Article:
The skeletons of 356 unimproved Shetland sheep from flocks kept at two nutritional levels are used to investigate the effects of nutritional level on the timing of mandibular dental eruption, and of wear in the mandibular fourth premolar and molars; comparisons are also made between entire and early-castrated males and between unbred, early-bred and late-bred ewes. Sheep weights and counts of permanent anterior teeth recorded during life are also investigated. The skeletal dental data are compared to timing of bone fusion recorded for the same individuals (Popkin et al., 2012).Results show small differences in the timing of eruption and tooth wear between males and females, and that these processes are only marginally affected by castration and the timing of first breeding in ewes. Small differences between sheep at the two nutritional levels are also present; however the difference between the two feeding regimes was moderate, and more marked nutritional differences might have larger effects.The implication of our data is that marked intra-assemblage differences cannot be explained exclusively by changes in the management variables explored in this study. Further, as sex and castration have little effect on the timing of dental eruption and wear, but substantially delay epiphyseal fusion (Popkin et al., 2012), we support previous hypotheses that comparison of the two datasets may provide a method for investigating flock structure in past animal husbandry. Our results are of most relevance to domestic sheep assemblages from similar environments to the UK, and to the Shetland breed, but can assist zooarchaeologists worldwide in interpreting dental data.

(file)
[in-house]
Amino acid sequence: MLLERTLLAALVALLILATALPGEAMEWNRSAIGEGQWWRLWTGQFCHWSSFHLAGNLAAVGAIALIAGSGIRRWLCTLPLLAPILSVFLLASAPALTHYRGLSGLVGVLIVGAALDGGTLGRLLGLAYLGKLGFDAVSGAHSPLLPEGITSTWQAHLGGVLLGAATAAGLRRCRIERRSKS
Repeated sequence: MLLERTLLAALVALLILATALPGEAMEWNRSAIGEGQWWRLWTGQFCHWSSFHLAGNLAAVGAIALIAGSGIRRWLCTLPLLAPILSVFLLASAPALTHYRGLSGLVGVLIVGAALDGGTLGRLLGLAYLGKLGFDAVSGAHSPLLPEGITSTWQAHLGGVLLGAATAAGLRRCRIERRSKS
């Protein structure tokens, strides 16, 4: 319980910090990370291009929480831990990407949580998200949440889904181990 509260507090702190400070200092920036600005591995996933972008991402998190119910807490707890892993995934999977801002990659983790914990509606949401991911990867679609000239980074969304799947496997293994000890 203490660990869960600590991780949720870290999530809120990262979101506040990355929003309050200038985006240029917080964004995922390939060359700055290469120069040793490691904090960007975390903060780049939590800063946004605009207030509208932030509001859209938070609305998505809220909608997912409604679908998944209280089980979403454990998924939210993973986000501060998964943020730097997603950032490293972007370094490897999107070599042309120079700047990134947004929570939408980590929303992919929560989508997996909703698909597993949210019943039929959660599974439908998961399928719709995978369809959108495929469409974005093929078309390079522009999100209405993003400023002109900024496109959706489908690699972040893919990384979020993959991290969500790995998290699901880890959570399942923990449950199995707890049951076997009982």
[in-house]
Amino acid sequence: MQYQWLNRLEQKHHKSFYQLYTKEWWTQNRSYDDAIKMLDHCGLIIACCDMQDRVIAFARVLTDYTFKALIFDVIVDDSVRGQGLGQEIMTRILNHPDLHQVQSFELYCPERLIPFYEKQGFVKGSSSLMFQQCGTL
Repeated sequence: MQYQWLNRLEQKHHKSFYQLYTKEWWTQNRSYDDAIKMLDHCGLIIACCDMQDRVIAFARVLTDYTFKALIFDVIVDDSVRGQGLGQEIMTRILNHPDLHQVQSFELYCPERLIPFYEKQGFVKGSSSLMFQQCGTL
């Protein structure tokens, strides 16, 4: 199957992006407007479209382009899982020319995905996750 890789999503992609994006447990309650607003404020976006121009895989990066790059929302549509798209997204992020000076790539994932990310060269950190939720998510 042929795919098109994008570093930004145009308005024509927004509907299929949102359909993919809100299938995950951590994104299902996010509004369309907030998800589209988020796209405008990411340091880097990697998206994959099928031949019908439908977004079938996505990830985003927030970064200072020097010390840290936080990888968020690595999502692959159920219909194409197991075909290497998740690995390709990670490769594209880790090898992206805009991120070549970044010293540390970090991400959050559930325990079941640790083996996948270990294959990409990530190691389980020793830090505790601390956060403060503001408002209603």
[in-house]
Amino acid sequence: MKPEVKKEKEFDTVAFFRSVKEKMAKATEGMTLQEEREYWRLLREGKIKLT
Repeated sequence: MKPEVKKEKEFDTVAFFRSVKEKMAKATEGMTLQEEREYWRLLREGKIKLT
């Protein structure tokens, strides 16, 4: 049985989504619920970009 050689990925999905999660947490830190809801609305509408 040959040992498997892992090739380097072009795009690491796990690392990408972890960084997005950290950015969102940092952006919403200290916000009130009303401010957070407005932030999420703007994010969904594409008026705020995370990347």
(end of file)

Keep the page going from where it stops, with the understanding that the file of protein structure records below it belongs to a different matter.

Worley, F., Baker, P., Popkin, P., Hammon, A., & Payne, S. (2016). The Sheep Project (2): The effects of plane of nutrition, castration and the timing of first breeding in ewes on dental eruption and wear in unimproved Shetland sheep. Journal of Archaeological Science: Reports, 6, 862–874. https://doi.org/10.1016/j.jasrep.2015.10.029